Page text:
1 postinfection, while avirulent yopH and yopE mutants interacted with PMNs as well as with dendritic cells. To unravel the role of PMNs during the early phase of infection,
we depleted mice of PMNs by using an anti-Ly6G antibody, after which we could see more-efficient initial colonization by the
wild-type strain as well as by yopH, yopE, and yopK mutants on day 1 postinfection. Dissemination of yopH, yopE, and yopK mutants from the intestinal compartments to mesenteric lymph nodes was faster in PMN-depleted mice than in undepleted mice,
emphasizing the importance of effective targeting of PMNs by these Yersinia outer proteins (Yops). In conclusion, escape from interaction with PMNs due to the action of YopH, YopE, and YopK is a key
feature of pathogenic Yersinia species that allows colonization and effective dissemination.
Preview · Article · Dec 2013 · Infection and immunity
[Show abstract][Hide abstract] ABSTRACT: Dendritic cells play an important role in the immune response against pathogens, as they are responsible for the activation and control of both innate and adaptive immune responses. The CD11c-DTR(tg) model, which allows transient elimination of dendritic cells by diphtheria toxin-treatment (DTx), has been extensively used to study the importance of this immune cell during steady-state and infection conditions in mice. Infecting dendritic cell-depleted mice orally with Yersinia pseudotuberculosis results in a markedly reduced level of infection compared with infection of non-depleted mice. We show here that it is not the lack of dendritic cells per se that is responsible for the reduced infection efficiency, instead it is an immune response induced by the DTx-treatment that prevents the bacteria from establishing colonization in Peyer's patches. The DTx-induced depletion initiates an immune response, with elevated serum levels of keratinocyte-derived cytokine (KC) and recruitment of polymorphonuclear neutrophils to dendritic cell-containing organs, such as Peyer's patches. Since the window for having an animal depleted of dendritic cells is limited in time for this model, the DTx-mediated effect on the immune system complicates the use of this model in studies of early events during bacterial infections.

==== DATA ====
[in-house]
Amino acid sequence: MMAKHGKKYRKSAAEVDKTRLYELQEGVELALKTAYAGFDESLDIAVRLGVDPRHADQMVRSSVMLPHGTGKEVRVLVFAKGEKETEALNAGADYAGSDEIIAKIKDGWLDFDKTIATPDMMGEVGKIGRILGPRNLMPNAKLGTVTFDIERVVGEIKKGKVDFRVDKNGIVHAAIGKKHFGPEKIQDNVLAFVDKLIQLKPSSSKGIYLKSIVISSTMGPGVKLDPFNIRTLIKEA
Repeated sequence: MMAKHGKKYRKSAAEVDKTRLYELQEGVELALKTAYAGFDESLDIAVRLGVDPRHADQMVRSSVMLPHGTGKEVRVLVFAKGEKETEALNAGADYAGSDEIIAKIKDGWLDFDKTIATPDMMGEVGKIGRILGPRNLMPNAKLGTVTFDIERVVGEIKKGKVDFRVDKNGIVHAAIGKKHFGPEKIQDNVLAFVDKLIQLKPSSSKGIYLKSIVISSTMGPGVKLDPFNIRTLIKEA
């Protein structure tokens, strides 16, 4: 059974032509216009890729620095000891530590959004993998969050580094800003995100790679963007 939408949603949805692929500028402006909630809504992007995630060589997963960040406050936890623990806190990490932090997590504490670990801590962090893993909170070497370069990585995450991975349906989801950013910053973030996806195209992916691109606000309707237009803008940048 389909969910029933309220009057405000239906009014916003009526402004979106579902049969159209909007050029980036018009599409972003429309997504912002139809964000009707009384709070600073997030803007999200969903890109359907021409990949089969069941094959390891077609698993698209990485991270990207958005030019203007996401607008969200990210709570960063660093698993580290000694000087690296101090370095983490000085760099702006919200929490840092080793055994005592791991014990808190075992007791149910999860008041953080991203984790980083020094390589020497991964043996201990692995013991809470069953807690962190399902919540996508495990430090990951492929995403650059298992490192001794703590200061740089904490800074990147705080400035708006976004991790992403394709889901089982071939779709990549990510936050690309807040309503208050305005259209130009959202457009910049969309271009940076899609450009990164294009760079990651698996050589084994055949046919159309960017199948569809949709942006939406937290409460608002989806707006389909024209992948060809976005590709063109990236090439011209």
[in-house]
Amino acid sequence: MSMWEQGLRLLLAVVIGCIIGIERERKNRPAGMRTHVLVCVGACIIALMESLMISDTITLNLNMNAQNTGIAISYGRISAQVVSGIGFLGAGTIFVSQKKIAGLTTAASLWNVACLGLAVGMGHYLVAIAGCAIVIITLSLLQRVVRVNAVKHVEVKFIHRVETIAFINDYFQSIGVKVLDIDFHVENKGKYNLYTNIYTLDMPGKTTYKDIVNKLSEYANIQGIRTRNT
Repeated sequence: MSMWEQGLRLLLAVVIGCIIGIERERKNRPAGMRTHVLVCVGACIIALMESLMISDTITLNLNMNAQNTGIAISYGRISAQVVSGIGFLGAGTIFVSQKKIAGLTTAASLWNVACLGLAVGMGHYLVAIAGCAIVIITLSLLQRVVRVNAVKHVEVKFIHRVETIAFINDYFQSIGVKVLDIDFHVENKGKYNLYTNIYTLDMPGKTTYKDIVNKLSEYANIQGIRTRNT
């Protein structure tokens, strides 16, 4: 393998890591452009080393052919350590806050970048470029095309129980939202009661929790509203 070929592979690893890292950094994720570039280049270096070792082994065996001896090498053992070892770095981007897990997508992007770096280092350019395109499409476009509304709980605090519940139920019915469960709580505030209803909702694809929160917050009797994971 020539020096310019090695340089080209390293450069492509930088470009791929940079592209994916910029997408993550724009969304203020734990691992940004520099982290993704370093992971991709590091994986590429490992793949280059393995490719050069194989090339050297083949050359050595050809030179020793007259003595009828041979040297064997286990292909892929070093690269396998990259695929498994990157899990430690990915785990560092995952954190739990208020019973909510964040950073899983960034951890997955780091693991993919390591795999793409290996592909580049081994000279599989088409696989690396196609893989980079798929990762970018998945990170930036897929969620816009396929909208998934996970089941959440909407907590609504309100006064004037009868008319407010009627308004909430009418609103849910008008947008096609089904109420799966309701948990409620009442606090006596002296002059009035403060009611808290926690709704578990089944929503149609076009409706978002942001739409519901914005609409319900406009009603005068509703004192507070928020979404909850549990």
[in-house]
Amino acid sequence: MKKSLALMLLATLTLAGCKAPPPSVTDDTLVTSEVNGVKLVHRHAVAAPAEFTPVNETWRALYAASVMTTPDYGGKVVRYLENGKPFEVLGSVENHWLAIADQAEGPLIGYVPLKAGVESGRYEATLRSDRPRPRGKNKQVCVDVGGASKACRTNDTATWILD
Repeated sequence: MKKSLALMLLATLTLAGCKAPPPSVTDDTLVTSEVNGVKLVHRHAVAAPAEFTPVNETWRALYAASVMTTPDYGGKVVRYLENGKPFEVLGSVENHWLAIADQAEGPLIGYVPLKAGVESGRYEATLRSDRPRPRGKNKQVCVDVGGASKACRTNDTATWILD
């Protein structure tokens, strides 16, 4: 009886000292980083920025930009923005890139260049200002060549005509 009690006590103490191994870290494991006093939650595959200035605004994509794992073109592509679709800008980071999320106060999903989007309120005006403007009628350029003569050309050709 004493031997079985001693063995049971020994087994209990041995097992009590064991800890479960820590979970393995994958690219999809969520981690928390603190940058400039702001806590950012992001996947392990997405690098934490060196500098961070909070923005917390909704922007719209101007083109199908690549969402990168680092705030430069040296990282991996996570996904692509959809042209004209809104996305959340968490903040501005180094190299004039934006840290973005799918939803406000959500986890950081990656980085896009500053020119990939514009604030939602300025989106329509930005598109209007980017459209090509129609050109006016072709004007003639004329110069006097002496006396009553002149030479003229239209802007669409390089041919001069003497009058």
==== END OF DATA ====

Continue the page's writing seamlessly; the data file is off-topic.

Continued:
No preview · Article · Jul 2012 · Microbial Pathogenesis
[Show abstract][Hide abstract] ABSTRACT: One important feature of Yersinia pseudotuberculosis that enables resistance against the host immune defence is delivery of the antiphagocytic effectors YopH and YopE into phagocytic cells. The tyrosine phosphatase YopH influences integrin signalling, and YopE impairs cytoskeletal dynamics by inactivating Rho GTPases. Here, we report the impact of these effectors on internalization by dendritic cells (DCs), which internalize antigens to orchestrate host immune responses. We found that this pathogen resists internalization by DCs via YopE. YopH that is important for blocking phagocytosis by macrophages and neutrophils and which is also present inside the DCs does not contribute to the resistance. However, the YopH targets Fyb and p130Cas show higher expression levels in macrophages than in DCs. Furthermore, live cell microscopy revealed that the cells internalize Y. pseudotuberculosis in different ways: the macrophages utilize a locally restricted receptor-mediated zipper mechanism, whereas DCs utilize macropinocytosis involving constitutive ruffling that randomly catches bacteria into membrane folds. We conclude that YopH impacts early phagocytic signalling from the integrin receptor to which the bacterium binds and that this tight receptor-mediated stimulation is absent in DC macropinocytosis. Inactivation of cytoskeletal dynamics by YopE affects ruffling activity and hence also internalization. The different modes of internalization can be coupled to the major functions of these respective cell types: elimination by phagocytosis and antigen sampling.